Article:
Almost Physics III – Equilibrium Forces (interesting part)

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momo
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My posts are covering basic physics laws, I hope readers are aware that I am still newbie and that what you read in my post is far away to replace the Marshals, Explorers and Rescue team teaching advises through the organized trips. I discourage readers to keep the content of this posts as a standard when driving as the desert may be an hazardous terrain, the beautiful straight dune that you might see on a drawing maybe completely different in real. So please, what you read is just there for general culture.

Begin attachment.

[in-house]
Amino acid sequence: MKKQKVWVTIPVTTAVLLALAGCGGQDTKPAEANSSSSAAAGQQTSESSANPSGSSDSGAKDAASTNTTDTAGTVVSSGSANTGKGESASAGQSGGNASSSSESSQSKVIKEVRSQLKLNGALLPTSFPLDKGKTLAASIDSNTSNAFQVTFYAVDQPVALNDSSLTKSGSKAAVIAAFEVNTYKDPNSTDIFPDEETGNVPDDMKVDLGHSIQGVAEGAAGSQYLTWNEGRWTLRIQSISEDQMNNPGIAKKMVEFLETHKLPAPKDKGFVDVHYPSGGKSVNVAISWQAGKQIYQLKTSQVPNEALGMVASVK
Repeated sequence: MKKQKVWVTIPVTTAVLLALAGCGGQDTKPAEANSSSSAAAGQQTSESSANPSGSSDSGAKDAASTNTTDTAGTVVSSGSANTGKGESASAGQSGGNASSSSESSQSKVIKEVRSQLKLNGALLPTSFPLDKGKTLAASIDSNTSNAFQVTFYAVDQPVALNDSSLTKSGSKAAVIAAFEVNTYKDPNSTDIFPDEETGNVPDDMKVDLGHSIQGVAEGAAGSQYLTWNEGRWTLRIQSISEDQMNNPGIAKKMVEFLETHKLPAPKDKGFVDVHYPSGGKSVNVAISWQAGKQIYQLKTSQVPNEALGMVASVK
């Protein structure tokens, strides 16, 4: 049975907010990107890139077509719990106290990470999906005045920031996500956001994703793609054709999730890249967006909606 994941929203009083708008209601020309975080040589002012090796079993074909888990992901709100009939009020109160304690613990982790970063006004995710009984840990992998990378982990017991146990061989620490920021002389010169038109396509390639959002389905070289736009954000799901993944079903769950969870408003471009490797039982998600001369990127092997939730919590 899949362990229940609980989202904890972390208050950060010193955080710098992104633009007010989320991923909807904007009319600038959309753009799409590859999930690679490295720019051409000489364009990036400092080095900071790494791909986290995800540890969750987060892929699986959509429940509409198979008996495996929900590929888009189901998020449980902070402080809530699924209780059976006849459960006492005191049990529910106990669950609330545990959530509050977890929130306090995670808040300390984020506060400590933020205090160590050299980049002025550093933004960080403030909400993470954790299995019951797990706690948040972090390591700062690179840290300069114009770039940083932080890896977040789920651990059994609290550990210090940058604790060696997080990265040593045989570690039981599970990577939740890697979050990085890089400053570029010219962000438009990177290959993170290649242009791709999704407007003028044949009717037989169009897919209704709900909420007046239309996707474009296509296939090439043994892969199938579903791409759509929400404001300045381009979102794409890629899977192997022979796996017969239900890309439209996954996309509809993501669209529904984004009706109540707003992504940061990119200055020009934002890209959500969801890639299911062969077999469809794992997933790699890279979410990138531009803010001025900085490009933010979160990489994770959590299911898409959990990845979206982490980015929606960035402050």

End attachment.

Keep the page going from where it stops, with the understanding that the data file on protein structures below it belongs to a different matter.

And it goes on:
We have seen previously gravitational force and normal force, now we are ready to trace all the forces which are dependent of these two essential forces.

[ATTACH=CONFIG]1893[/ATTACH]

All the arrows mentioned on the schema are forces vectors, meaning that they have directions and values.

We start with Force 1


F1
This force as mentioned in previous thread, is the result of the difference between gravitational force Fg and Normal force FN
This force brings our vehicle downhill. (on first schema)

F2
Force 2, at stop, is equal to F1 but opposite in direction. Actually, this is the resistance of the tires to avoid our vehicle going backward (first image). We call it Friction force.
The only problem with friction force, is that it has some limits. Friction depend of the combination of the type of tires hardness and shape and the surface on which it sit. In our case the surface is sand, so the friction is decreased (slipping effect).